The head of the US National Security Agency is assassinated in a spectacular set piece killing at Heathrow…An airport employee and his family are found murdered in their council house in Uxbridge…In New York, a fashionable Upper East Side osteopath receives two postcards showing the Empire State Building…A group of migrant workers are brutally gunned down in Macedonia…The quest to find the link between these apparently random events is pursued by Robert Harland—drawn back to a world he thought he’d left behind with a dual role for the UN and MI6.
“Without so much as a motion or a sound, Marina and I are weaving words. We are sliding them along the bar of light from the hall that filters under the door. We are sending phrases, paragraphs, laughter, faster and faster, like flights of moths across the dark space of the room. Braiding the strands of our secret cocoon, we are nightspinning.”
Growing up in rural Georgia, Susannah and her twin sister, Marina, silently communicated in a secret language they called “nightspinning.” But as they grew older, Susannah tired of having a doppelgänger, particularly one who could read her every thought. After college, when their mother died, Susannah made her escape.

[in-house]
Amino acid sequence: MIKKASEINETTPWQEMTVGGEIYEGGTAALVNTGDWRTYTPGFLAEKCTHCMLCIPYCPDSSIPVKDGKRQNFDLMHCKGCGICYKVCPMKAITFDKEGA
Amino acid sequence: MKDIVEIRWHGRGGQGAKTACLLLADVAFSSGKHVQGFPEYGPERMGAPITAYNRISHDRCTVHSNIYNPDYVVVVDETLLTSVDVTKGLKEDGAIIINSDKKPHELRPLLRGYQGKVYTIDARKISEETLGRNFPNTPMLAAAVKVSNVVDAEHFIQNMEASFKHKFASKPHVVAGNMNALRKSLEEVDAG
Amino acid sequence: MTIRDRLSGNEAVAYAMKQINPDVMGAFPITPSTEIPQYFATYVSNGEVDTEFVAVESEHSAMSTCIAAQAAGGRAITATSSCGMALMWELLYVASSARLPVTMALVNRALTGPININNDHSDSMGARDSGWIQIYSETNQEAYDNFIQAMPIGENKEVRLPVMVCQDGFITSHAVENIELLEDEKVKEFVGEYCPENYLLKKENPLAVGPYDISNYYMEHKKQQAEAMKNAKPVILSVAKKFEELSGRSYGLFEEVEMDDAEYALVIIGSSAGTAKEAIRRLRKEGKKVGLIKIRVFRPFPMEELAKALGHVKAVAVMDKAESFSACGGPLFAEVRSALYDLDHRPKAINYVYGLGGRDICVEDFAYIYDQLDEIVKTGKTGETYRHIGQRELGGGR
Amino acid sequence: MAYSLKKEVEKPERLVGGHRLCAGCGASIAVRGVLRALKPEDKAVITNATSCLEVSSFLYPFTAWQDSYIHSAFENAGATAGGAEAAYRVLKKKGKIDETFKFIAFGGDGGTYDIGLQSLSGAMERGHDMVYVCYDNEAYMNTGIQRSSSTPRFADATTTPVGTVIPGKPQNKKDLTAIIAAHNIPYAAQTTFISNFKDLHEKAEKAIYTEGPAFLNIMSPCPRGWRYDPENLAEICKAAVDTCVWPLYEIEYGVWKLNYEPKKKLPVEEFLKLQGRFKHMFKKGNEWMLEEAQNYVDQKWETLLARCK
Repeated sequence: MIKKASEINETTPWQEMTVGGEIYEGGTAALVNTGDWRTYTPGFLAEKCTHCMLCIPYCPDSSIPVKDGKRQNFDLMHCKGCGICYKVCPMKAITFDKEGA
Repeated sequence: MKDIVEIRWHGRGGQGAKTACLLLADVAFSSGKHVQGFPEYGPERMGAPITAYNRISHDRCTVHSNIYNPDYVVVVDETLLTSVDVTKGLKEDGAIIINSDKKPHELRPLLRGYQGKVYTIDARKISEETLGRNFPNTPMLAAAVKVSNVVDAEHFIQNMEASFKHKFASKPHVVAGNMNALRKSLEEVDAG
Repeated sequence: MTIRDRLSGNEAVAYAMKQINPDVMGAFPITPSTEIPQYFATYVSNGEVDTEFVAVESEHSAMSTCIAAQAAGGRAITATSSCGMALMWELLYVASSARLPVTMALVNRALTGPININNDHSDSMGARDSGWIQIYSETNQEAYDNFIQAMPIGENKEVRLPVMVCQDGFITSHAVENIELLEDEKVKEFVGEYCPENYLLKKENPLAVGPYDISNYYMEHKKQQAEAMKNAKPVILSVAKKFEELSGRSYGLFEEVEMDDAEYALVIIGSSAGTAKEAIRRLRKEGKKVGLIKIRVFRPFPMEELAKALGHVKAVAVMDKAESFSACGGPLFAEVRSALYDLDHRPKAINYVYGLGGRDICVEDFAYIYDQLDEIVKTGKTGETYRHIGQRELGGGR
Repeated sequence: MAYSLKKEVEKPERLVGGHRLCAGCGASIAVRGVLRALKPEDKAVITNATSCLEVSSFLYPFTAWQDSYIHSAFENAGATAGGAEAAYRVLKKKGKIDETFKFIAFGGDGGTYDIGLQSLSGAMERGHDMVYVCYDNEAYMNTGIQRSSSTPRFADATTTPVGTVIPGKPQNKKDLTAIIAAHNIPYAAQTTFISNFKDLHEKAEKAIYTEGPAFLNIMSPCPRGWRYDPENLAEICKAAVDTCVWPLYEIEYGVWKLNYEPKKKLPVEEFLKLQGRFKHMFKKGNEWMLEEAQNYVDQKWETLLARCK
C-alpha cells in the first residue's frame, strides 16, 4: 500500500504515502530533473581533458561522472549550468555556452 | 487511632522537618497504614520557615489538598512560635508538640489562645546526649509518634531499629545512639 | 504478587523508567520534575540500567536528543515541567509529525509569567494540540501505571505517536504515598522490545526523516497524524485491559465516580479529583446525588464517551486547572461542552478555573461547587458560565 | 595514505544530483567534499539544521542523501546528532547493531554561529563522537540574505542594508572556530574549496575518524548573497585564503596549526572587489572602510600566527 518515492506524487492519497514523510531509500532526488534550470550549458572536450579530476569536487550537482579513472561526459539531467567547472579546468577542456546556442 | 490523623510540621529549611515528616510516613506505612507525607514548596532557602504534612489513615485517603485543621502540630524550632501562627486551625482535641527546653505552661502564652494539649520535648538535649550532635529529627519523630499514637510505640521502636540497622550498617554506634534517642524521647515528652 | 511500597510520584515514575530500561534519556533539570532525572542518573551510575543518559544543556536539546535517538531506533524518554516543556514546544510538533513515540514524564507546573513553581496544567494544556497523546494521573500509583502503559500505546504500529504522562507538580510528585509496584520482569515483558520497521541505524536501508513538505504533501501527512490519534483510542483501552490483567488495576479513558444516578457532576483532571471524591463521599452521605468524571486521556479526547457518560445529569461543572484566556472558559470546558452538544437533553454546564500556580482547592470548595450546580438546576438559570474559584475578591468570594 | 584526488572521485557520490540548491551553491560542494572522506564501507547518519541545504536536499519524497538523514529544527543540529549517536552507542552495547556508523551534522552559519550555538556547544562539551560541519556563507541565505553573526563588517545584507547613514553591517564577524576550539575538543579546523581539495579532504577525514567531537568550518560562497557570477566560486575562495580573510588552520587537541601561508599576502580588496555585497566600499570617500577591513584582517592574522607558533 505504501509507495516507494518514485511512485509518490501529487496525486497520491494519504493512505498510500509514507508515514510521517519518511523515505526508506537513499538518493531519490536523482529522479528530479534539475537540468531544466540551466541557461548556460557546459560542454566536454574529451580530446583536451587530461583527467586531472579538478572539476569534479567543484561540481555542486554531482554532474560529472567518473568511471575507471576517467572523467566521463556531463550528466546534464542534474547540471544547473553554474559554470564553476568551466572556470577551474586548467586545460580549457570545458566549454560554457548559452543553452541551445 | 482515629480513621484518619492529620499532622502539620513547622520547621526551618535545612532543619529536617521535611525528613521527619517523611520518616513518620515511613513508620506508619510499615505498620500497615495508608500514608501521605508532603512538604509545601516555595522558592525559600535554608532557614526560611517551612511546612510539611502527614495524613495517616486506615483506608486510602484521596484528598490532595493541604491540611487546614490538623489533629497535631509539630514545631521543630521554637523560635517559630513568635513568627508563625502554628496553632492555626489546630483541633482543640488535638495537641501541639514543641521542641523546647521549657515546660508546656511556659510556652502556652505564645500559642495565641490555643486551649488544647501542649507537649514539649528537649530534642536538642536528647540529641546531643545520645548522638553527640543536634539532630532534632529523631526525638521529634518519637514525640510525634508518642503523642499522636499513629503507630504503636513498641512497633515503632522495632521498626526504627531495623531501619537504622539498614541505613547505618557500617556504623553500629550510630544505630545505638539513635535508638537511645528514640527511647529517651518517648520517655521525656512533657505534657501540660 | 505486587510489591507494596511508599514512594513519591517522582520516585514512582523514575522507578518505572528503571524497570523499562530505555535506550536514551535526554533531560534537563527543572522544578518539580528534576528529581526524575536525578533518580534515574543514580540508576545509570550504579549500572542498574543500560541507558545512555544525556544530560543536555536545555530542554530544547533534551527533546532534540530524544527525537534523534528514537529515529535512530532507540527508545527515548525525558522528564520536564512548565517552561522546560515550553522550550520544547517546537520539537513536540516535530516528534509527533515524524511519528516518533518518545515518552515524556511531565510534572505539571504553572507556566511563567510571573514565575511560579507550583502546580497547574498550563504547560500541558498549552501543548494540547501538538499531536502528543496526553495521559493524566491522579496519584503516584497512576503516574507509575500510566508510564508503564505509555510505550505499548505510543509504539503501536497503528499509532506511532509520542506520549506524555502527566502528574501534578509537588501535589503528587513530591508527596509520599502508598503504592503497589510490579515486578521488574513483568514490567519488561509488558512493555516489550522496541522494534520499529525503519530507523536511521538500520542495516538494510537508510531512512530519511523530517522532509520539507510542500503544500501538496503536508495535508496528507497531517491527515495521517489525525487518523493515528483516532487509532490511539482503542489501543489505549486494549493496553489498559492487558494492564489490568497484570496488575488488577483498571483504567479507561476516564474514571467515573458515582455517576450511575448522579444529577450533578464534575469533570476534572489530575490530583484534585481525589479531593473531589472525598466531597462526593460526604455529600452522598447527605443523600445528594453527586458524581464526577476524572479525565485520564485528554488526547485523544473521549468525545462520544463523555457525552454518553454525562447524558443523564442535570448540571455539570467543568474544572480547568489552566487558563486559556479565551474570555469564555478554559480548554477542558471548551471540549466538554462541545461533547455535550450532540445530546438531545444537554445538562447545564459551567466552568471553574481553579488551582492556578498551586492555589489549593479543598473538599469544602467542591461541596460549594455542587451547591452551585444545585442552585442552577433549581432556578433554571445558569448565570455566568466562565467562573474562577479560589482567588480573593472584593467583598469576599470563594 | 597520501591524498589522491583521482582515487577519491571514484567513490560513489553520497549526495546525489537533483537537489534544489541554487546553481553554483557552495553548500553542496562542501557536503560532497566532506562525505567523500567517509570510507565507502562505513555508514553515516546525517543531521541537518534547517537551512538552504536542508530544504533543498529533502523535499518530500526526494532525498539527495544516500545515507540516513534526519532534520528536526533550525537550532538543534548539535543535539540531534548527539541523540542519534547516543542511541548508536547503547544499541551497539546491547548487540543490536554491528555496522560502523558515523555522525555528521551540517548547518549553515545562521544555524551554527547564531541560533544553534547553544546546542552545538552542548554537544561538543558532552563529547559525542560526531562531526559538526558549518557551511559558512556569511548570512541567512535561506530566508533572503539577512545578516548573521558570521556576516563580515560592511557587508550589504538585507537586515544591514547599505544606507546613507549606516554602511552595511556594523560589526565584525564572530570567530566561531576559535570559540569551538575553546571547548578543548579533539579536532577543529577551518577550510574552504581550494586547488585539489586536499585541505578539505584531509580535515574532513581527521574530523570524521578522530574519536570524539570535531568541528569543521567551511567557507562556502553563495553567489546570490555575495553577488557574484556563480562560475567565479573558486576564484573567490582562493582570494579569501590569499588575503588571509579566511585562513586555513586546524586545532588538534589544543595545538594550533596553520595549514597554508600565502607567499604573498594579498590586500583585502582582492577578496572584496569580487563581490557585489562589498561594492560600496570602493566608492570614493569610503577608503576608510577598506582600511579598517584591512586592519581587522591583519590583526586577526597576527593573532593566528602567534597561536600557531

Years later, now an up-and-coming restaurant designer living in a handsome Philadelphia brownstone, Susannah has left the past safely behind her. But in doing so, she’s also left Marina behind, and this betrayal fills her with guilt. Then Marina…[more]
Jack Reacher. The ultimate loner.
An elite ex-military cop who left the service years ago, he’s moved from place to place…without family…without possessions…without commitments.
And without fear. Which is good, because trouble—big, violent, complicated trouble—finds Reacher wherever he goes. And when trouble finds him, Reacher does not quit, not once…not ever.
But some unfinished business has now found Reacher. And Reacher is a man who hates unfinished business.
Ten years ago, a key investigation went sour and someone got away with murder. Now a chance encounter brings it all back. Now Reacher sees his one last shot. Some would call it vengeance. Some would call it redemption. Reacher would call it…justice.
Officially the Cold War is over. Between former enemies, the hand of friendship is exchanged in public. In private, though, the intelligence war goes on.
An English trawler strays into Russian waters. When it returns, the captain has a package to deliver to British intelligence. For the next four years a high-ranking Russian naval officer, Viktor Archenko, passes valuable information to MI6. Suddenly he stops using the dead drop. His contacts in London know nothing about him—but they know he is under suspicion. The time has come to get him out.
But a new breed plays the spy game now; men like Gabriel Locke. They have no interest in irrelevant Cold War sparring, or the risk of a spy scandal. There are deals to be done and alliances to be made. They would rather leave Archenko to fend for himself. He is, after all, a throwback and an embarrassing one at that. Only one veteran agent realizes that there is much more at stake than a man’s life. Only he dares ask the question: if the war is over, who will fight the peace?